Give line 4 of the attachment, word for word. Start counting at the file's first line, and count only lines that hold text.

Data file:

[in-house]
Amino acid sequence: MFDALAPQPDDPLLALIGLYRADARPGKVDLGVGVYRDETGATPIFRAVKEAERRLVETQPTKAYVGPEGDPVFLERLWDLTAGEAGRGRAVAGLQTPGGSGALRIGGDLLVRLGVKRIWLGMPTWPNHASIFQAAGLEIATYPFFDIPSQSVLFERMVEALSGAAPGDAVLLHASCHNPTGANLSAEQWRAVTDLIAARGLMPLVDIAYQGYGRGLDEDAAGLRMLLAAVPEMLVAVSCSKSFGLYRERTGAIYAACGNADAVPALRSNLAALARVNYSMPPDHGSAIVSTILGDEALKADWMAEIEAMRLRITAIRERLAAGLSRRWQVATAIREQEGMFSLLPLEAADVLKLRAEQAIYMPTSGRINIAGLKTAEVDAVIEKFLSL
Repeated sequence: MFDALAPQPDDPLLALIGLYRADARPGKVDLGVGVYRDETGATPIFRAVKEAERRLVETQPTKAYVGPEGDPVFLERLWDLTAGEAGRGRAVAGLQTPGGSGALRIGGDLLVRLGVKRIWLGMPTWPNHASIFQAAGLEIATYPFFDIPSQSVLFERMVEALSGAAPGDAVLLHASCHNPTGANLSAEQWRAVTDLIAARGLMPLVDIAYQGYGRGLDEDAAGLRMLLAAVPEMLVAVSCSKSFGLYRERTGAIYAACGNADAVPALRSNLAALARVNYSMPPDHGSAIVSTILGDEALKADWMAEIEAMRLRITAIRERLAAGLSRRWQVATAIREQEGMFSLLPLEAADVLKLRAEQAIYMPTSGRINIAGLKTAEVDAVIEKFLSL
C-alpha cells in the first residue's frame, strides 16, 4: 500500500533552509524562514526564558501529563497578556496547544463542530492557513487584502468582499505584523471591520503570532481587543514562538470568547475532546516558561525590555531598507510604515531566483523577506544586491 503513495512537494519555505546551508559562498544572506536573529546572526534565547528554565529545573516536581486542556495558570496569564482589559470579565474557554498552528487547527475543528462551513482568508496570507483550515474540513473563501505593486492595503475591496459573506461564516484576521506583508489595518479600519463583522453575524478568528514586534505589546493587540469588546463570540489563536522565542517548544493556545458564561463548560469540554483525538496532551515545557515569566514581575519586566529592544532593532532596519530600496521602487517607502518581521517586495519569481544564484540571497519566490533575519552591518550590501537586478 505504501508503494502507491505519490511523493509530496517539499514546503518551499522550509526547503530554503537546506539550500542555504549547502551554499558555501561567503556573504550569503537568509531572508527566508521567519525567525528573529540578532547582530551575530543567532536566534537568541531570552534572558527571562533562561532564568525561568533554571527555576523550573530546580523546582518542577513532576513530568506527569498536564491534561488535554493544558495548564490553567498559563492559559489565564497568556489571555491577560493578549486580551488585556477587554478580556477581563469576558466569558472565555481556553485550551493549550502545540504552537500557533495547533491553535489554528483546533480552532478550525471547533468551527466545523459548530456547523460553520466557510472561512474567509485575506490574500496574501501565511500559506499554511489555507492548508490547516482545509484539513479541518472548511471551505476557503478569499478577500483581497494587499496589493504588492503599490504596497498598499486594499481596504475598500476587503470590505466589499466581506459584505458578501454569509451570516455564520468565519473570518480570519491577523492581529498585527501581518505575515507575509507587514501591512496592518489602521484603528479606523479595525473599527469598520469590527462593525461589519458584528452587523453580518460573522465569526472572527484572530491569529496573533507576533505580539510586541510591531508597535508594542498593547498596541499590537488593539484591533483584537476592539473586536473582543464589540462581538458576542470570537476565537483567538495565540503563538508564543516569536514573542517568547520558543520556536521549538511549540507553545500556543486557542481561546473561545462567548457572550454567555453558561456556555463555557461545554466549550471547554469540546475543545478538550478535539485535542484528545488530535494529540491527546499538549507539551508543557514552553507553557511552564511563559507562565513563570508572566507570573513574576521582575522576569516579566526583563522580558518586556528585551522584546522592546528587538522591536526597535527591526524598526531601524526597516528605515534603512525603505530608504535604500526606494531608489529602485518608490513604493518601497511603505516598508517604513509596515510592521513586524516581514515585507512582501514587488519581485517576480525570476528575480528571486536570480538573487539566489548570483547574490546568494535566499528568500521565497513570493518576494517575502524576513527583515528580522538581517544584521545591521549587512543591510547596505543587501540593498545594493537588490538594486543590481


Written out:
C-alpha cells in the first residue's frame, strides 16, 4: 500500500533552509524562514526564558501529563497578556496547544463542530492557513487584502468582499505584523471591520503570532481587543514562538470568547475532546516558561525590555531598507510604515531566483523577506544586491 503513495512537494519555505546551508559562498544572506536573529546572526534565547528554565529545573516536581486542556495558570496569564482589559470579565474557554498552528487547527475543528462551513482568508496570507483550515474540513473563501505593486492595503475591496459573506461564516484576521506583508489595518479600519463583522453575524478568528514586534505589546493587540469588546463570540489563536522565542517548544493556545458564561463548560469540554483525538496532551515545557515569566514581575519586566529592544532593532532596519530600496521602487517607502518581521517586495519569481544564484540571497519566490533575519552591518550590501537586478 505504501508503494502507491505519490511523493509530496517539499514546503518551499522550509526547503530554503537546506539550500542555504549547502551554499558555501561567503556573504550569503537568509531572508527566508521567519525567525528573529540578532547582530551575530543567532536566534537568541531570552534572558527571562533562561532564568525561568533554571527555576523550573530546580523546582518542577513532576513530568506527569498536564491534561488535554493544558495548564490553567498559563492559559489565564497568556489571555491577560493578549486580551488585556477587554478580556477581563469576558466569558472565555481556553485550551493549550502545540504552537500557533495547533491553535489554528483546533480552532478550525471547533468551527466545523459548530456547523460553520466557510472561512474567509485575506490574500496574501501565511500559506499554511489555507492548508490547516482545509484539513479541518472548511471551505476557503478569499478577500483581497494587499496589493504588492503599490504596497498598499486594499481596504475598500476587503470590505466589499466581506459584505458578501454569509451570516455564520468565519473570518480570519491577523492581529498585527501581518505575515507575509507587514501591512496592518489602521484603528479606523479595525473599527469598520469590527462593525461589519458584528452587523453580518460573522465569526472572527484572530491569529496573533507576533505580539510586541510591531508597535508594542498593547498596541499590537488593539484591533483584537476592539473586536473582543464589540462581538458576542470570537476565537483567538495565540503563538508564543516569536514573542517568547520558543520556536521549538511549540507553545500556543486557542481561546473561545462567548457572550454567555453558561456556555463555557461545554466549550471547554469540546475543545478538550478535539485535542484528545488530535494529540491527546499538549507539551508543557514552553507553557511552564511563559507562565513563570508572566507570573513574576521582575522576569516579566526583563522580558518586556528585551522584546522592546528587538522591536526597535527591526524598526531601524526597516528605515534603512525603505530608504535604500526606494531608489529602485518608490513604493518601497511603505516598508517604513509596515510592521513586524516581514515585507512582501514587488519581485517576480525570476528575480528571486536570480538573487539566489548570483547574490546568494535566499528568500521565497513570493518576494517575502524576513527583515528580522538581517544584521545591521549587512543591510547596505543587501540593498545594493537588490538594486543590481